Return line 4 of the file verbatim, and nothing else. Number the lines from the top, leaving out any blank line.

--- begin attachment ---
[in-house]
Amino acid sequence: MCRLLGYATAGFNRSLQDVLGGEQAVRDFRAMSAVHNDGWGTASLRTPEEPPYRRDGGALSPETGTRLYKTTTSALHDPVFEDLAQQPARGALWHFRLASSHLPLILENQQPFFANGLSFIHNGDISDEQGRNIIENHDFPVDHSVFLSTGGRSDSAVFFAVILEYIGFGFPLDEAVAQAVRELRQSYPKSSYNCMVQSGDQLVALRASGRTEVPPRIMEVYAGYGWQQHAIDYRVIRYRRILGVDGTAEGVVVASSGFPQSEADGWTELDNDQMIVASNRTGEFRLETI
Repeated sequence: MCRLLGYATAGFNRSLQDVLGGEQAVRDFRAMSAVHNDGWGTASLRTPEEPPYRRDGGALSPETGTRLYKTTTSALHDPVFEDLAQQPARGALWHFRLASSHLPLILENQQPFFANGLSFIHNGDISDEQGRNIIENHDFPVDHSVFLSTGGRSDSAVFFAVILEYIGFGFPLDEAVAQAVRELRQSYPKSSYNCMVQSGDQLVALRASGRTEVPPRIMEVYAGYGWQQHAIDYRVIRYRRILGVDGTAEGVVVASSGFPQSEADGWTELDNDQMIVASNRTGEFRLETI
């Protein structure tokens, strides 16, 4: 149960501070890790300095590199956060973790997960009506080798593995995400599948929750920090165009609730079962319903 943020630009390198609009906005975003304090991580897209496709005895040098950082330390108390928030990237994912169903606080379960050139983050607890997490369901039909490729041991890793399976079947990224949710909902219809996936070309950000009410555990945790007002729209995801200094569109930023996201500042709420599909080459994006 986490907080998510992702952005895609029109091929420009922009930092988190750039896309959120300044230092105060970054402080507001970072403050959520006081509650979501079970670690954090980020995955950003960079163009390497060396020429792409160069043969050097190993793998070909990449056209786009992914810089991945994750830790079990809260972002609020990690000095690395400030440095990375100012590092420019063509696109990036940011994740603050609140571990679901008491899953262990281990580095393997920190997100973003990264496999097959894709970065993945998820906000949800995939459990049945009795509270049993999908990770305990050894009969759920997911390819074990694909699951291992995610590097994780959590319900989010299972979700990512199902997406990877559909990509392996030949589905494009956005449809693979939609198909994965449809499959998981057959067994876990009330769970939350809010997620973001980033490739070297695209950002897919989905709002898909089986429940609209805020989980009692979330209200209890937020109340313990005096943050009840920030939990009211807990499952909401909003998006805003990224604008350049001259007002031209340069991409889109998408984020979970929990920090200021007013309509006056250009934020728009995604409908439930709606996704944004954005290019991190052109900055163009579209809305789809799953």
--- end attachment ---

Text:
């Protein structure tokens, strides 16, 4: 149960501070890790300095590199956060973790997960009506080798593995995400599948929750920090165009609730079962319903 943020630009390198609009906005975003304090991580897209496709005895040098950082330390108390928030990237994912169903606080379960050139983050607890997490369901039909490729041991890793399976079947990224949710909902219809996936070309950000009410555990945790007002729209995801200094569109930023996201500042709420599909080459994006 986490907080998510992702952005895609029109091929420009922009930092988190750039896309959120300044230092105060970054402080507001970072403050959520006081509650979501079970670690954090980020995955950003960079163009390497060396020429792409160069043969050097190993793998070909990449056209786009992914810089991945994750830790079990809260972002609020990690000095690395400030440095990375100012590092420019063509696109990036940011994740603050609140571990679901008491899953262990281990580095393997920190997100973003990264496999097959894709970065993945998820906000949800995939459990049945009795509270049993999908990770305990050894009969759920997911390819074990694909699951291992995610590097994780959590319900989010299972979700990512199902997406990877559909990509392996030949589905494009956005449809693979939609198909994965449809499959998981057959067994876990009330769970939350809010997620973001980033490739070297695209950002897919989905709002898909089986429940609209805020989980009692979330209200209890937020109340313990005096943050009840920030939990009211807990499952909401909003998006805003990224604008350049001259007002031209340069991409889109998408984020979970929990920090200021007013309509006056250009934020728009995604409908439930709606996704944004954005290019991190052109900055163009579209809305789809799953």